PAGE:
And still the barbs come. Dustin Johnson, the uncomplicated golfer about whom one US columnist once wrote “he is so dense, light bends around him”, may have proved himself to be a very dominant world No 1 and the outright favourite for this week’s Masters, but even one of his own coaches has referred to him as “Forrest Gump”.
Claude Harmon, son of Butch, was no doubt joking when comparing Johnson to the Tom Hanks movie character who through his athletic prowess unwittingly shapes some of history’s major events, but he still sold his man short. As did Billy Horschel, Johnson’s fellow PGA Tour pro, who once declared him as playing “caveman golf”.
The notion is that Johnson, all 6ft 4in and 14st of him, just gets up and rips it, with little thought and even less care about the consequences. But anyone who has watched him win three titles from his last three starts will realise the vast holes in this theory.
Brandel Chamblee, the Golf Channel analyst, certainly does, and as one of the true intellectuals in the game, he should be listened to. Just because Johnson, 32, fails to talk a clever game in the media centres, does not mean he does not produce one on the fairways.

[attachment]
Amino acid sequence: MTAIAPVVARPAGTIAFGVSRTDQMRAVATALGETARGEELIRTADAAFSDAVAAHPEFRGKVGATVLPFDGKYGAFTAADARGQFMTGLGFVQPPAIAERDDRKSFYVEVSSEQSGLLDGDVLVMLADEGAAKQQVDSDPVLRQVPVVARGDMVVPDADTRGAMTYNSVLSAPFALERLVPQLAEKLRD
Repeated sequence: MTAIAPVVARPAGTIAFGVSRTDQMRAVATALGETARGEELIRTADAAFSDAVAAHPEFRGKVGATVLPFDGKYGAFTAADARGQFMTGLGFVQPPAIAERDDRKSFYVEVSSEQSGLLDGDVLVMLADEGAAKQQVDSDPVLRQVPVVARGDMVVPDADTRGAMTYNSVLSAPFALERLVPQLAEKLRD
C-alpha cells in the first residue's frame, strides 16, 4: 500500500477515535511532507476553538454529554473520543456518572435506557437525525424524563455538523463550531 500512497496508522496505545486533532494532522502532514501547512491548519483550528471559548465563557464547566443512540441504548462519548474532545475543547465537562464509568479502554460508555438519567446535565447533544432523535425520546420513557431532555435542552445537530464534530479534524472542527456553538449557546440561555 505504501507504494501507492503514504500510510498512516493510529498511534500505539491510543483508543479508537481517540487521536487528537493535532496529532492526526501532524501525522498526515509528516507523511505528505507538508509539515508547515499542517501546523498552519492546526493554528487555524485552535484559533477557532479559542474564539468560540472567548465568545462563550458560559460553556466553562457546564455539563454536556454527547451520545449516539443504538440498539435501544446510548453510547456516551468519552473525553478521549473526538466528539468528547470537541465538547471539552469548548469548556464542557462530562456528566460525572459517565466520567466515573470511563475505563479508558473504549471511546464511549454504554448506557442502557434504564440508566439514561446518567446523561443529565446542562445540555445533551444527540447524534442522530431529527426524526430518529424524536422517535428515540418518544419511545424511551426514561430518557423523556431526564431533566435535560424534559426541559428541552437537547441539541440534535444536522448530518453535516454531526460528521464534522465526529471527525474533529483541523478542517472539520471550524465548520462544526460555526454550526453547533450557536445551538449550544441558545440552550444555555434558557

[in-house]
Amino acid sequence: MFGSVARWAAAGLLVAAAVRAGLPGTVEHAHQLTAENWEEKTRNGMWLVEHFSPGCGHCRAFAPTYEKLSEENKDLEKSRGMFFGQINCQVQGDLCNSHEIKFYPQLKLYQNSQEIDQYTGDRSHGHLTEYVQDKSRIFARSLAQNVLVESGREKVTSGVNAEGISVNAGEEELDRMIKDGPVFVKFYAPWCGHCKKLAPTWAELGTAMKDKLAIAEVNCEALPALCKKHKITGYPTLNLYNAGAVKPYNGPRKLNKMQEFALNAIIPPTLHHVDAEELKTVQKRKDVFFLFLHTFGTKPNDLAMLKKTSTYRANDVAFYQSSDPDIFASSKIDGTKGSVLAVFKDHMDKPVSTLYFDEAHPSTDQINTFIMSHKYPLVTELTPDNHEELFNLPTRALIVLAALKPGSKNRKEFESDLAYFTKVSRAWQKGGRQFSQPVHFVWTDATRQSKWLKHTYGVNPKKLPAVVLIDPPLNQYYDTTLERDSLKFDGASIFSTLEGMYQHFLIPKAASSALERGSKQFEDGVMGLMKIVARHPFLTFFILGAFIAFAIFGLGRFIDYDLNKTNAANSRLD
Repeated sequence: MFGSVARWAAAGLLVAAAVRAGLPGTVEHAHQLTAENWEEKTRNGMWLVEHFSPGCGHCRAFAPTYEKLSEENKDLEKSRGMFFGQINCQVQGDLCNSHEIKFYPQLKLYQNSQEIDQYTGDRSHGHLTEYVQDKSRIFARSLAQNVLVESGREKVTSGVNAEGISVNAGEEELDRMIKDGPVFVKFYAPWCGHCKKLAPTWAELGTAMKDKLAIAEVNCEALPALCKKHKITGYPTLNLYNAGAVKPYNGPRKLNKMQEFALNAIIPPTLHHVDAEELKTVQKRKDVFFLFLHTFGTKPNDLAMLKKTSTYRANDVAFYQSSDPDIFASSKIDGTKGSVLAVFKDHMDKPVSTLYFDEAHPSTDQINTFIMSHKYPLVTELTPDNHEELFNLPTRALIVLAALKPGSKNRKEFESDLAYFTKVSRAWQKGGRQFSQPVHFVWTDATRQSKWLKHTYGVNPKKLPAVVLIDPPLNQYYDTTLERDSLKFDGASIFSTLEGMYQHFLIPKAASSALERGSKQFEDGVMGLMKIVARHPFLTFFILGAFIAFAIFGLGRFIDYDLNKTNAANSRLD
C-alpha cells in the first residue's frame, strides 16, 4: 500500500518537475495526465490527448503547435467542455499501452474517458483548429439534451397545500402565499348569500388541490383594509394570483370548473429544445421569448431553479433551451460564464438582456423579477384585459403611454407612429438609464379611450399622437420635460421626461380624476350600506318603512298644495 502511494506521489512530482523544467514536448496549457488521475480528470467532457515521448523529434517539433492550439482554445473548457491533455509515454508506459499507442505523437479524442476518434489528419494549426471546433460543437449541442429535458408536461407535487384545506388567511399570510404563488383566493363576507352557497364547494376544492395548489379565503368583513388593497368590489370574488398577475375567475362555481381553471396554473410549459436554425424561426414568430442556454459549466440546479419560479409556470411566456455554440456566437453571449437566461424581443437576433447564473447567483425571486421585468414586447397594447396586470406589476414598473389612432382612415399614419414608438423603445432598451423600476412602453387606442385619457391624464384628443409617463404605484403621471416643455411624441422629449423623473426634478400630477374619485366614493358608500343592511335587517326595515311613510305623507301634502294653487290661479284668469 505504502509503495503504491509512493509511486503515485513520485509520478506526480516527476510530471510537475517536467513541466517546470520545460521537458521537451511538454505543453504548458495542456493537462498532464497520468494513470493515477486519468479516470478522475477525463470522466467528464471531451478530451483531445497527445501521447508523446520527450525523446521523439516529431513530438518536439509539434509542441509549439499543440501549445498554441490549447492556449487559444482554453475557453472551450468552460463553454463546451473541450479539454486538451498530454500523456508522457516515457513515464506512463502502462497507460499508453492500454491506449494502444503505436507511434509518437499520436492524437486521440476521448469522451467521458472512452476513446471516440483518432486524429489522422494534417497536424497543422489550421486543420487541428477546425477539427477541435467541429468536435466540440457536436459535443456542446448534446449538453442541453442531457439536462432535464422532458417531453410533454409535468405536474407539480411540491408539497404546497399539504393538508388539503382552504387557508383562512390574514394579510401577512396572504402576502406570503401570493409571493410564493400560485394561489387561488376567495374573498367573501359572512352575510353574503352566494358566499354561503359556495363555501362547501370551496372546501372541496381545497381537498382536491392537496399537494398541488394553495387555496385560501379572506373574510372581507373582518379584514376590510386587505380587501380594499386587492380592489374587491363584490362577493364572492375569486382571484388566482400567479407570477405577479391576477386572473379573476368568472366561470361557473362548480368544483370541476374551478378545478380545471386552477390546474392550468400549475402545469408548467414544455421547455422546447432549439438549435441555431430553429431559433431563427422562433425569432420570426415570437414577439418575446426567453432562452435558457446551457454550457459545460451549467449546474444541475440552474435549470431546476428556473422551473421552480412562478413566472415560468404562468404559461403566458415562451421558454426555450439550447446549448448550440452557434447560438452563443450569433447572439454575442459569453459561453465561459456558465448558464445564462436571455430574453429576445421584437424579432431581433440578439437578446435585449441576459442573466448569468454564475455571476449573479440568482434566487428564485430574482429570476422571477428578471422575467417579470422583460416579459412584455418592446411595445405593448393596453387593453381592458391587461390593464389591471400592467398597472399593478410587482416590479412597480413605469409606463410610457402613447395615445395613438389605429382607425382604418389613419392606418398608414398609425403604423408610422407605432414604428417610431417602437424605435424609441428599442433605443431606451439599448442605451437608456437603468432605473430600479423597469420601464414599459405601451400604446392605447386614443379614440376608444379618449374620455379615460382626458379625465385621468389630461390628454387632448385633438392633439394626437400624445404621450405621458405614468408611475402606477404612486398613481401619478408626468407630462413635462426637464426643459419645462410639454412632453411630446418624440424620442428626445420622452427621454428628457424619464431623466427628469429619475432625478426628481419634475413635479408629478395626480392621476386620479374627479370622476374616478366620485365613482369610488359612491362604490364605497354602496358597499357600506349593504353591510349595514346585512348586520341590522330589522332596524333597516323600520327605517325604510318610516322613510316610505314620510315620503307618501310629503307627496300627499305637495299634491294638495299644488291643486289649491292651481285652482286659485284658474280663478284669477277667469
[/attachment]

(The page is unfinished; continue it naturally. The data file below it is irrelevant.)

“I think there is a cerebral element to what Dustin Johnson does,” Chamblee told The Sunday Telegraph. “There’s an ability for him to take a look at the lay of the land and immediately imagine the shot that’s required to fit whatever pin position, and then make the necessary changes in his swing to affect it. And that’s an athletic genius which is really underrated.
“No, he, may not be able to articulate that to the degree everybody wants him to, but I think he has a gift. And it is not just about raw talent because I could list 10 players who have enough raw talent. Dustin has more than that. He has pretty much all the nuances of the game.”
That became obvious when seeing Johnson repel the fightback of young Jon Rahm in last Sunday’s Match Play final in Austin where he became the first player – Tiger Woods, included – to win all four World Golf Championships events.
Apart from perhaps a slight weakness out of bunkers, Johnson has, under the Harmons, developed all the shots and that complete armoury allows him, with his extraordinary launching powers, to plot a still destructive but thoughtful route. And that could be vital as he tries to add to his US Open title of 2016.
“If you look at what Dustin has to do at Augusta, he’s a different player now than he was even the last two years when he finished sixth and fourth, Chamblee said.
“He is able control that draw around the corner at the second and has that fade, which he can employ at the fourth, where he has struggled before. And his wedge game, which used to be his undoing, is now his strength. He has improved dramatically in that area.
“And all of those little ways in which Dustin has changed and sharpened his game, I think are just going to put him right where he needs to be early on in this championship.
“The average winner over the last 20 years has been well inside the top 10 after the first round and well inside the top five after the second round. So Dustin has to get in there from the off and I suspect he will. If he can get around Augusta without tripping himself up, I don’t see anyone being able to beat him.”